Humanomics from sherpa to SuperLeague footballers — via Uber drivers
Humanomics replaces capitalism as a model for economic activity by taking into account human dilemmas in which motives are based on factors other than monetary gain.
The model at its most simplistic is animated by the desire to ensure that everyone is valued as a productive member of society: conventional workplace metrics fail to do this.
An example of humanomics in action occurs in the documentary ‘Sherpa’. Filmed in 2014, ‘Sherpa’ follows Nepalese guides who support Western climbers reach the top of Everest. As the climbing season gets under way, we see how summiting the world’s tallest mountain has become a gruesome business: there are actual queues of climbers lined up on the mountain, waiting to get to the top. A climber can expect to pay $45,000 to summit Everest, but the sherpa beside him earns perhaps $5,000 a season — a salary which does not reflect the crucial role these mountain guides play in Nepal’s $700m annual tourism industry.
One of the most difficult parts of the ascent occurs immediately after leaving base camp. It involves crossing the the Khumbu Icefall, a highly dangerous ice field. The ice field can be treacherous: there are icefalls. Often the sherpas travel night, when it is colder. Once the sun is up, the temperature on the ice changes, and the melt can trigger an ice avalanche.
On 18th April, 2014, at 6.45am, a 14,000 ton block of ice peeled away from its base and crashed down the climbing route through the Khumbu Icefall, killing 16 sherpas.
The camera crew for ‘Sherpa’ found themselves caught up in the aftermath of the mountain’s worst-ever tragedy. Some days after the accident, when the expedition organisers wanted the Sherpas to restart the climbing schedule, the sherpas were disinclined to. Indeed the sherpas were clearly aghast at this prospect. They did not want to, as they put it, walk over the graves of their fallen comrades. But there were other issues — their ladders were too flimsy, their equipment was sub-standard, they were expected to make several climbs per season on a sacred mountain where they were being treated as extras when in fact, by any righteous estimation, they were the stars of the show.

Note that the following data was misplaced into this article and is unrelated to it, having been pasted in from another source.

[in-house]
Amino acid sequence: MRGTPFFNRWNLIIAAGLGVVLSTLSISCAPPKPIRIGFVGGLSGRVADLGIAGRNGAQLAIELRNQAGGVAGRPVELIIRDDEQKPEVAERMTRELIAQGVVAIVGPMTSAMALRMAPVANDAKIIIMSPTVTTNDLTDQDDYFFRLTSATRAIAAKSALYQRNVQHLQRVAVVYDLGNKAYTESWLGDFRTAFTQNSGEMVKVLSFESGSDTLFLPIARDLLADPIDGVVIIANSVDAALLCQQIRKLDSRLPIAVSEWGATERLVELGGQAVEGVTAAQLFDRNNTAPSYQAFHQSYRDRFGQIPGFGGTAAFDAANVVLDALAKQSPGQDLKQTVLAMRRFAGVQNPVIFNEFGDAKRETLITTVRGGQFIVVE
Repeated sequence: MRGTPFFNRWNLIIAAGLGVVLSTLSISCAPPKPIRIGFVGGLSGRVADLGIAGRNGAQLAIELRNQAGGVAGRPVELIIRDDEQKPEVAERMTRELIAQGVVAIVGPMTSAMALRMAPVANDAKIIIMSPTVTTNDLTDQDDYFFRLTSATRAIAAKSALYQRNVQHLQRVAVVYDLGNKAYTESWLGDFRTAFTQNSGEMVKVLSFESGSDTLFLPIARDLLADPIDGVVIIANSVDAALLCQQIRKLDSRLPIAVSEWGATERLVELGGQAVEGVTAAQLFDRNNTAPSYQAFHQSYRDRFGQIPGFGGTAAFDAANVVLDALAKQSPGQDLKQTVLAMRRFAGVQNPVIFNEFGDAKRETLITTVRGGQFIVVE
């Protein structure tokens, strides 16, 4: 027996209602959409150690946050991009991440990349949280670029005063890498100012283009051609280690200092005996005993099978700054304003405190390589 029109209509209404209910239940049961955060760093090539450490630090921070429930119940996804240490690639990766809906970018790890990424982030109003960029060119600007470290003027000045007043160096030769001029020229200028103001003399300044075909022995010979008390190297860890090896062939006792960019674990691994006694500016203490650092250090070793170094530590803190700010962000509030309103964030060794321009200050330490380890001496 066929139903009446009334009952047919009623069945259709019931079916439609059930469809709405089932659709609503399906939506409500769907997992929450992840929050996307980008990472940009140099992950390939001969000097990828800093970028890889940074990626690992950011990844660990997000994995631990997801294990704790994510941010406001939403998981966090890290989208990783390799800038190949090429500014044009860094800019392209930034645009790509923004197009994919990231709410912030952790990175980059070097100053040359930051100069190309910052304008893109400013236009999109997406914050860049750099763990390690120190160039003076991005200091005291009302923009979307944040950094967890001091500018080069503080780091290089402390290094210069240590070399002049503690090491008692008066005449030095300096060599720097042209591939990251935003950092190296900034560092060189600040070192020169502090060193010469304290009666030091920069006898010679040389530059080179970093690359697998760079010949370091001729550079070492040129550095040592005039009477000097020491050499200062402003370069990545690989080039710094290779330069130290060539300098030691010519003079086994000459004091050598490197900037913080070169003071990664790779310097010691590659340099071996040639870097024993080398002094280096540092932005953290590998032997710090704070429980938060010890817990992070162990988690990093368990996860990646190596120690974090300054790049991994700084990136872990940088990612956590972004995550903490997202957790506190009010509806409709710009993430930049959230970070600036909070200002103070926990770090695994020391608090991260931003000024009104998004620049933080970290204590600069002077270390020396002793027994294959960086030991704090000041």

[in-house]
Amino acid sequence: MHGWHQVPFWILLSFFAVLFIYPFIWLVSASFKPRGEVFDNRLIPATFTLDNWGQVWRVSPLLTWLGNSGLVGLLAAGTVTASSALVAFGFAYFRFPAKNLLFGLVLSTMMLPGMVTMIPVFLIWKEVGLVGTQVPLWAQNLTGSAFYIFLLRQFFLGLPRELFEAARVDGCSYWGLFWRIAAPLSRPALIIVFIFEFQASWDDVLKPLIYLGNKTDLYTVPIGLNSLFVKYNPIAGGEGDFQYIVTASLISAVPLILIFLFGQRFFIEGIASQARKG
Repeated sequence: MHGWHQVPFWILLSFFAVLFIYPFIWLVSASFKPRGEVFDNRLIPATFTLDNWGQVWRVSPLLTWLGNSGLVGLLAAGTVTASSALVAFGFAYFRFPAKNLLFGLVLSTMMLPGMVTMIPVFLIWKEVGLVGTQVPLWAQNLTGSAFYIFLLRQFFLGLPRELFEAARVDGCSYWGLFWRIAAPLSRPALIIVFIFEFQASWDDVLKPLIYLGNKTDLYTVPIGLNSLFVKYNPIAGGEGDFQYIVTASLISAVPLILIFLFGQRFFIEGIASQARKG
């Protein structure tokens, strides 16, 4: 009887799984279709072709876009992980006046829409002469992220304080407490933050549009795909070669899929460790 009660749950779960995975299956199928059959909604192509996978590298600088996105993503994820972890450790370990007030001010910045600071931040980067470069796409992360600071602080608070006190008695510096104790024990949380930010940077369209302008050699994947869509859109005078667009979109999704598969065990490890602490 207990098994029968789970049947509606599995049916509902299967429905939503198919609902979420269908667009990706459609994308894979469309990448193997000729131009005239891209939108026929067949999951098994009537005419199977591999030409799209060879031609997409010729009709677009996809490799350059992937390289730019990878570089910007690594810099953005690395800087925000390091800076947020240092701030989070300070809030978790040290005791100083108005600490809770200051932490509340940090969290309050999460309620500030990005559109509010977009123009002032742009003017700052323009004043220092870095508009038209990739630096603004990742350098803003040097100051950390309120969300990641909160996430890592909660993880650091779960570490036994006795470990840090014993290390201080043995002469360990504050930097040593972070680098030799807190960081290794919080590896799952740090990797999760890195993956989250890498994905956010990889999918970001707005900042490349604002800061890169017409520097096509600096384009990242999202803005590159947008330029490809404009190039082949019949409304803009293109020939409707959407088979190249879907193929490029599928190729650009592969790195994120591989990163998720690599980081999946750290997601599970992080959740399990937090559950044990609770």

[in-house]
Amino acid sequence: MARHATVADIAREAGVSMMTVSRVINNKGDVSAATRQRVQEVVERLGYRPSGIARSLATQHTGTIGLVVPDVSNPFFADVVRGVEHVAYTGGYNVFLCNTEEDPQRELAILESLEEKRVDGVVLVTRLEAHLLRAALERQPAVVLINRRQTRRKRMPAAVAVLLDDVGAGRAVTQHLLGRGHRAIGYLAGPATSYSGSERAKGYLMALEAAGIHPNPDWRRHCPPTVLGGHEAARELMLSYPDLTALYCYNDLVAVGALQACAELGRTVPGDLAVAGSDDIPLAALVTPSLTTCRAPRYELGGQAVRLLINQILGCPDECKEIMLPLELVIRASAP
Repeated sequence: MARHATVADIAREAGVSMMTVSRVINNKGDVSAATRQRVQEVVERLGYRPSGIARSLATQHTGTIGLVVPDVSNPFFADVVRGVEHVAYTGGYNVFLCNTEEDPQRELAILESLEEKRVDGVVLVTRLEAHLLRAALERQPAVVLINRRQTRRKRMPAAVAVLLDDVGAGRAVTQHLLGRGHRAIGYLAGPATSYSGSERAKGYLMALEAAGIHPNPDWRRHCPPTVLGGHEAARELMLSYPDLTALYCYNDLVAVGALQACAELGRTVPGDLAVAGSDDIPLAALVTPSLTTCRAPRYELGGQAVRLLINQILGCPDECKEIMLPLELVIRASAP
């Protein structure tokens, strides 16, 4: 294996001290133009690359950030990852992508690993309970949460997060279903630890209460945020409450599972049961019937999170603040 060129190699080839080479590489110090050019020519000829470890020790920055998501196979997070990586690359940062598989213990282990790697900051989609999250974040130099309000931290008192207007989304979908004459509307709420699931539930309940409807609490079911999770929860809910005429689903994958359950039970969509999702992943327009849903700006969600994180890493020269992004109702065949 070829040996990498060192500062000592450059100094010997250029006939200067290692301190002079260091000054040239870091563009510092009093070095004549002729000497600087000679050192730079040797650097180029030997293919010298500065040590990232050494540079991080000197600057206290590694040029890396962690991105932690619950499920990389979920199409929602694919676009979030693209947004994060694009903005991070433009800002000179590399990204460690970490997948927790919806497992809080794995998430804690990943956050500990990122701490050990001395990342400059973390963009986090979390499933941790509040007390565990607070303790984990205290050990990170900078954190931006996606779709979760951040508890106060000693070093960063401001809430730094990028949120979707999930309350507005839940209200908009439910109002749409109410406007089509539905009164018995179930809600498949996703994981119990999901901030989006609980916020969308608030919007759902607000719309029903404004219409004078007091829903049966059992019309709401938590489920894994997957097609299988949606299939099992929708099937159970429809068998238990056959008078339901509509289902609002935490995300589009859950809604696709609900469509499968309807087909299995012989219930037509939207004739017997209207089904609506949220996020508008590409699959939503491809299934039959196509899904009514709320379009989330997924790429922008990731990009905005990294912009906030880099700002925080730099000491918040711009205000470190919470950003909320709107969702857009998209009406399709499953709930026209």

Into this delicate situation the Western expedition organisers — most notably Russell Brice, owner/manager of climbing company Himalayan Experience — began to pressurise the sherpas to resume climbing. Gradually, the language used by the Western organisers is ramped up. They start off by accepting that there were a couple of sherpas who didn’t want to climb, but pretty soon the no-climb sherpas are ‘disruptive’ (funny how that word is a compliment when it refers to a new Silicon Valley company, but a rebuke for everyone else.)
The sherpas are not going to climb the mountain. The language from the Western bosses becomes more florid. They are no longer “just a few hotheads”, they are “extremists”, say the Western organisers. At the end of this escalation, the sherpas who refuse to climb the world’s tallest and most dangerous mountain in their own country are called “terrorists” by outsiders whose sole interest is to squeeze as much profit out of the mountain — and the guides — as possible.